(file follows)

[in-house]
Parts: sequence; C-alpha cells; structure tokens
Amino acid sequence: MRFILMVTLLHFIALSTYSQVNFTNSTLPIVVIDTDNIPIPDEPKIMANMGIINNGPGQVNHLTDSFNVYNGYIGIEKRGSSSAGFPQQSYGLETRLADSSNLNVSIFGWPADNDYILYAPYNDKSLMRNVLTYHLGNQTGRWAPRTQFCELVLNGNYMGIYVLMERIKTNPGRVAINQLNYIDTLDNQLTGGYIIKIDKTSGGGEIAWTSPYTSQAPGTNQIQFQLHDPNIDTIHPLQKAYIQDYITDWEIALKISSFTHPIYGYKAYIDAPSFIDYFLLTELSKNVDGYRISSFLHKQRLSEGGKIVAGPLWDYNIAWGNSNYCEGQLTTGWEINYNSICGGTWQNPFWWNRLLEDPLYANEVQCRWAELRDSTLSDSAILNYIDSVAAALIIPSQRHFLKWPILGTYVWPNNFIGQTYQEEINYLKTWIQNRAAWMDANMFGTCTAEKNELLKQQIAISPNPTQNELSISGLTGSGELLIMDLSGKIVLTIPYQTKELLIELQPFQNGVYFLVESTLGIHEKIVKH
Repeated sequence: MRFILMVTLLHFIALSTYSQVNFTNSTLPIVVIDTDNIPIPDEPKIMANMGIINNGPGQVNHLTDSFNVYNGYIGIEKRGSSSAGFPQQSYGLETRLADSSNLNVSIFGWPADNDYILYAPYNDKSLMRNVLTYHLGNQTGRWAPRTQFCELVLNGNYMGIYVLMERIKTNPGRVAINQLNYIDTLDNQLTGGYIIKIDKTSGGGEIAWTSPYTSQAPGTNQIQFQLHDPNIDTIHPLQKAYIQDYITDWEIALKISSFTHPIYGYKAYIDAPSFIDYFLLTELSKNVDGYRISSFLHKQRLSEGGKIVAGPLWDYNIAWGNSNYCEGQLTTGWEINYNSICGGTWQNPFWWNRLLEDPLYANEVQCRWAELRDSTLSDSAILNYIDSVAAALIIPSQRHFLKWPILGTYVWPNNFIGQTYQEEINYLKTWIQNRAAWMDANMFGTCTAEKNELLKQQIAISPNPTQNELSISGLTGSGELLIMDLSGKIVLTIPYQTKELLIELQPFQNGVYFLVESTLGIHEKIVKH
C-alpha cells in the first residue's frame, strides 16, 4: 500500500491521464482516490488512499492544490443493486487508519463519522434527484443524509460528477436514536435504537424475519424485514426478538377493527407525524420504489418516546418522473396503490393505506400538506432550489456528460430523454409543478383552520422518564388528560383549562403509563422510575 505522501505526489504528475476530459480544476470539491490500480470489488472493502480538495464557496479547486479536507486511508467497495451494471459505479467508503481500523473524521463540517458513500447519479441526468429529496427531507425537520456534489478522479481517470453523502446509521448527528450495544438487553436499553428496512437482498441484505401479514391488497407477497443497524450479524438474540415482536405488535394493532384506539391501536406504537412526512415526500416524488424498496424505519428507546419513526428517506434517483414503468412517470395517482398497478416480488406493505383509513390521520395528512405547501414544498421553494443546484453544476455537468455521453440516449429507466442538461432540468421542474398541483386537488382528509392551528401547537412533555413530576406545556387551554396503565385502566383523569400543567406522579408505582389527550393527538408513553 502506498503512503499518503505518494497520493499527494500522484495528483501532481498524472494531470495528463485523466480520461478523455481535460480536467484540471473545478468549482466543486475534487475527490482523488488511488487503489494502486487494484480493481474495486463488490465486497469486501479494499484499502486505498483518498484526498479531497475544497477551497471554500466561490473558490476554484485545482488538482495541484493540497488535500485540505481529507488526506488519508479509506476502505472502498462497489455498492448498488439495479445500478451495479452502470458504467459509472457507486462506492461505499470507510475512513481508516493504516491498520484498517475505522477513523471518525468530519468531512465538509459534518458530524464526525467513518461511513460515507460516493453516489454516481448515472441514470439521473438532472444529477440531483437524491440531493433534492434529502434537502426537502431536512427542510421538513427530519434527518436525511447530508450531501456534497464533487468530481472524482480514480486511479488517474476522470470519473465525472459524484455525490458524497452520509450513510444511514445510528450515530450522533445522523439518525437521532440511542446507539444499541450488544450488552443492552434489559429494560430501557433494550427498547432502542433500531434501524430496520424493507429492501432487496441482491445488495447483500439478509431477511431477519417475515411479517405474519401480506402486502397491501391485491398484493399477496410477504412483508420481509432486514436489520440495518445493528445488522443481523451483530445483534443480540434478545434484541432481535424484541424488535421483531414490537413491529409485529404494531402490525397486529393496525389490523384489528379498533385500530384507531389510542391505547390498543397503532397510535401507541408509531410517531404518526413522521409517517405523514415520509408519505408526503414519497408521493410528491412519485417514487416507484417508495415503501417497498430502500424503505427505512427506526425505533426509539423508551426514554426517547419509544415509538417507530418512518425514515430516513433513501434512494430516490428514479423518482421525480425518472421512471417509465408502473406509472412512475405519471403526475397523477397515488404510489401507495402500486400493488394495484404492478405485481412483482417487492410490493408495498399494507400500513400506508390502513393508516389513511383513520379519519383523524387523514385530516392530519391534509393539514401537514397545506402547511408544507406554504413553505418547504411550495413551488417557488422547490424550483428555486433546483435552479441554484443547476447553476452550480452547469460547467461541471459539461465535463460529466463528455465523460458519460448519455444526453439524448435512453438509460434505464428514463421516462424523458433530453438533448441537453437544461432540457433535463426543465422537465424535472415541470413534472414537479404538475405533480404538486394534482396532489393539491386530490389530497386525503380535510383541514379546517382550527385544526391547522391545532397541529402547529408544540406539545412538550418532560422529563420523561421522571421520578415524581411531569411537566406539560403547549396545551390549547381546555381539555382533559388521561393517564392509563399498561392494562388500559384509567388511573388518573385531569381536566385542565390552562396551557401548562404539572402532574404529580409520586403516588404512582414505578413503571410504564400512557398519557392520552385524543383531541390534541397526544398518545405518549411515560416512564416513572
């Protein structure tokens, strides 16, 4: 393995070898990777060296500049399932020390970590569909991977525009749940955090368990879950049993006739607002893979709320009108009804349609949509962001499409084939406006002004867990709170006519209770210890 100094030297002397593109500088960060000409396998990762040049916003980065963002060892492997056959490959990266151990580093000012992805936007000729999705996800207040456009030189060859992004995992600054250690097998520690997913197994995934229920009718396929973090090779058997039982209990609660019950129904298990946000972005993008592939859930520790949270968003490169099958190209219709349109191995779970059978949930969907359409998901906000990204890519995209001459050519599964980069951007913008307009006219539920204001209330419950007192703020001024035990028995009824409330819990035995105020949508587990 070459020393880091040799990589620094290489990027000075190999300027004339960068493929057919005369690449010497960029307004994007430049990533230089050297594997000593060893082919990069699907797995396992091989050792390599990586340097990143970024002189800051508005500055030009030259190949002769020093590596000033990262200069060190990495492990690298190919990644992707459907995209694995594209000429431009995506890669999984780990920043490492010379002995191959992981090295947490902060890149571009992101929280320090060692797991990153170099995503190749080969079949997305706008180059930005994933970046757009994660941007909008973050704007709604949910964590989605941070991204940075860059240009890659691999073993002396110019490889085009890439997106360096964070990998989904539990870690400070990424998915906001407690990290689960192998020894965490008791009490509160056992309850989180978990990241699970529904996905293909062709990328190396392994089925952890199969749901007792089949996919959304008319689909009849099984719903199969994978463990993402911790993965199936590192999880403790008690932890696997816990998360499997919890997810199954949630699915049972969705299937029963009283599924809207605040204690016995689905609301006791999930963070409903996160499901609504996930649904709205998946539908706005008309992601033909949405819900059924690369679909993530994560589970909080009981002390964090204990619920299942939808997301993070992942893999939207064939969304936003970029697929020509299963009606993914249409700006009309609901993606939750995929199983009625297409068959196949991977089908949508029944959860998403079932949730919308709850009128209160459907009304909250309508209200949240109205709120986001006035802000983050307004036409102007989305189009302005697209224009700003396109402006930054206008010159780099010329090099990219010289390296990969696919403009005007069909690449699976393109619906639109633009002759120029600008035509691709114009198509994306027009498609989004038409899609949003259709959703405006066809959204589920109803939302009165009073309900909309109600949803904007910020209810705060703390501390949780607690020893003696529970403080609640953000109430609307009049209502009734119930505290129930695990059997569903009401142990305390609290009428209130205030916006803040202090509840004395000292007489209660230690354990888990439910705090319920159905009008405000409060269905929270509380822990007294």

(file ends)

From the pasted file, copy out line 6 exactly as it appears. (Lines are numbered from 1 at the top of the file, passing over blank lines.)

């Protein structure tokens, strides 16, 4: 393995070898990777060296500049399932020390970590569909991977525009749940955090368990879950049993006739607002893979709320009108009804349609949509962001499409084939406006002004867990709170006519209770210890 100094030297002397593109500088960060000409396998990762040049916003980065963002060892492997056959490959990266151990580093000012992805936007000729999705996800207040456009030189060859992004995992600054250690097998520690997913197994995934229920009718396929973090090779058997039982209990609660019950129904298990946000972005993008592939859930520790949270968003490169099958190209219709349109191995779970059978949930969907359409998901906000990204890519995209001459050519599964980069951007913008307009006219539920204001209330419950007192703020001024035990028995009824409330819990035995105020949508587990 070459020393880091040799990589620094290489990027000075190999300027004339960068493929057919005369690449010497960029307004994007430049990533230089050297594997000593060893082919990069699907797995396992091989050792390599990586340097990143970024002189800051508005500055030009030259190949002769020093590596000033990262200069060190990495492990690298190919990644992707459907995209694995594209000429431009995506890669999984780990920043490492010379002995191959992981090295947490902060890149571009992101929280320090060692797991990153170099995503190749080969079949997305706008180059930005994933970046757009994660941007909008973050704007709604949910964590989605941070991204940075860059240009890659691999073993002396110019490889085009890439997106360096964070990998989904539990870690400070990424998915906001407690990290689960192998020894965490008791009490509160056992309850989180978990990241699970529904996905293909062709990328190396392994089925952890199969749901007792089949996919959304008319689909009849099984719903199969994978463990993402911790993965199936590192999880403790008690932890696997816990998360499997919890997810199954949630699915049972969705299937029963009283599924809207605040204690016995689905609301006791999930963070409903996160499901609504996930649904709205998946539908706005008309992601033909949405819900059924690369679909993530994560589970909080009981002390964090204990619920299942939808997301993070992942893999939207064939969304936003970029697929020509299963009606993914249409700006009309609901993606939750995929199983009625297409068959196949991977089908949508029944959860998403079932949730919308709850009128209160459907009304909250309508209200949240109205709120986001006035802000983050307004036409102007989305189009302005697209224009700003396109402006930054206008010159780099010329090099990219010289390296990969696919403009005007069909690449699976393109619906639109633009002759120029600008035509691709114009198509994306027009498609989004038409899609949003259709959703405006066809959204589920109803939302009165009073309900909309109600949803904007910020209810705060703390501390949780607690020893003696529970403080609640953000109430609307009049209502009734119930505290129930695990059997569903009401142990305390609290009428209130205030916006803040202090509840004395000292007489209660230690354990888990439910705090319920159905009008405000409060269905929270509380822990007294």